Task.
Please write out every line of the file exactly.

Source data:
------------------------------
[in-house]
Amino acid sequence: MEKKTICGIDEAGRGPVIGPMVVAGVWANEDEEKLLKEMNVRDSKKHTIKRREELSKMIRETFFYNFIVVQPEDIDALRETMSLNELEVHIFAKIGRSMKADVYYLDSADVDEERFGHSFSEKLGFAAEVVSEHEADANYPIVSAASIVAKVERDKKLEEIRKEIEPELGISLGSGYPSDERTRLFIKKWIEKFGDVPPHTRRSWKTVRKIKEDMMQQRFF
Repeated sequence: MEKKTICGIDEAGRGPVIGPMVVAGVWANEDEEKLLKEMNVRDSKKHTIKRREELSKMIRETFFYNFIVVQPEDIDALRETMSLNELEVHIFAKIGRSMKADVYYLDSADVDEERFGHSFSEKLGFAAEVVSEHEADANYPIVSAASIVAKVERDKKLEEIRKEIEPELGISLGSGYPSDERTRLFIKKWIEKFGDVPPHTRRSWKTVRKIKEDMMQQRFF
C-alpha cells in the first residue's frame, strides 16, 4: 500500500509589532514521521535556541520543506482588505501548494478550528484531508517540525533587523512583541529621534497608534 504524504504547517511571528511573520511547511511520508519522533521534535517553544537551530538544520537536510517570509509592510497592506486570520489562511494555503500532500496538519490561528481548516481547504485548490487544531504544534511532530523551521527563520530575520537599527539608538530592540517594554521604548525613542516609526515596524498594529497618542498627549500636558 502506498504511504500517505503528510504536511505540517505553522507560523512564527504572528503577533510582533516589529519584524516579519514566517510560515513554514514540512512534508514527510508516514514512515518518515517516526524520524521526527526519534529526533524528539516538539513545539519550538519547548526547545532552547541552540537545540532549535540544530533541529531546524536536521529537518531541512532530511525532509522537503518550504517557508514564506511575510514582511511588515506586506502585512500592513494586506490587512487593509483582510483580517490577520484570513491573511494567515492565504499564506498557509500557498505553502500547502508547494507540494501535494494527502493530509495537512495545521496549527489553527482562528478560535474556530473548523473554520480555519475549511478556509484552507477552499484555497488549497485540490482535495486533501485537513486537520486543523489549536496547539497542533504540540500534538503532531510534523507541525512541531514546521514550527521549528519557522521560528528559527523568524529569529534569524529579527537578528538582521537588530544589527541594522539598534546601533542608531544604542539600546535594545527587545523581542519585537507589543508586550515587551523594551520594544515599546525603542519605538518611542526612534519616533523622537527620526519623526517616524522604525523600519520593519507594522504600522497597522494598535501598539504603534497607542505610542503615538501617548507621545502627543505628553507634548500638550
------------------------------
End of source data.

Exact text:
[in-house]
Amino acid sequence: MEKKTICGIDEAGRGPVIGPMVVAGVWANEDEEKLLKEMNVRDSKKHTIKRREELSKMIRETFFYNFIVVQPEDIDALRETMSLNELEVHIFAKIGRSMKADVYYLDSADVDEERFGHSFSEKLGFAAEVVSEHEADANYPIVSAASIVAKVERDKKLEEIRKEIEPELGISLGSGYPSDERTRLFIKKWIEKFGDVPPHTRRSWKTVRKIKEDMMQQRFF
Repeated sequence: MEKKTICGIDEAGRGPVIGPMVVAGVWANEDEEKLLKEMNVRDSKKHTIKRREELSKMIRETFFYNFIVVQPEDIDALRETMSLNELEVHIFAKIGRSMKADVYYLDSADVDEERFGHSFSEKLGFAAEVVSEHEADANYPIVSAASIVAKVERDKKLEEIRKEIEPELGISLGSGYPSDERTRLFIKKWIEKFGDVPPHTRRSWKTVRKIKEDMMQQRFF
C-alpha cells in the first residue's frame, strides 16, 4: 500500500509589532514521521535556541520543506482588505501548494478550528484531508517540525533587523512583541529621534497608534 504524504504547517511571528511573520511547511511520508519522533521534535517553544537551530538544520537536510517570509509592510497592506486570520489562511494555503500532500496538519490561528481548516481547504485548490487544531504544534511532530523551521527563520530575520537599527539608538530592540517594554521604548525613542516609526515596524498594529497618542498627549500636558 502506498504511504500517505503528510504536511505540517505553522507560523512564527504572528503577533510582533516589529519584524516579519514566517510560515513554514514540512512534508514527510508516514514512515518518515517516526524520524521526527526519534529526533524528539516538539513545539519550538519547548526547545532552547541552540537545540532549535540544530533541529531546524536536521529537518531541512532530511525532509522537503518550504517557508514564506511575510514582511511588515506586506502585512500592513494586506490587512487593509483582510483580517490577520484570513491573511494567515492565504499564506498557509500557498505553502500547502508547494507540494501535494494527502493530509495537512495545521496549527489553527482562528478560535474556530473548523473554520480555519475549511478556509484552507477552499484555497488549497485540490482535495486533501485537513486537520486543523489549536496547539497542533504540540500534538503532531510534523507541525512541531514546521514550527521549528519557522521560528528559527523568524529569529534569524529579527537578528538582521537588530544589527541594522539598534546601533542608531544604542539600546535594545527587545523581542519585537507589543508586550515587551523594551520594544515599546525603542519605538518611542526612534519616533523622537527620526519623526517616524522604525523600519520593519507594522504600522497597522494598535501598539504603534497607542505610542503615538501617548507621545502627543505628553507634548500638550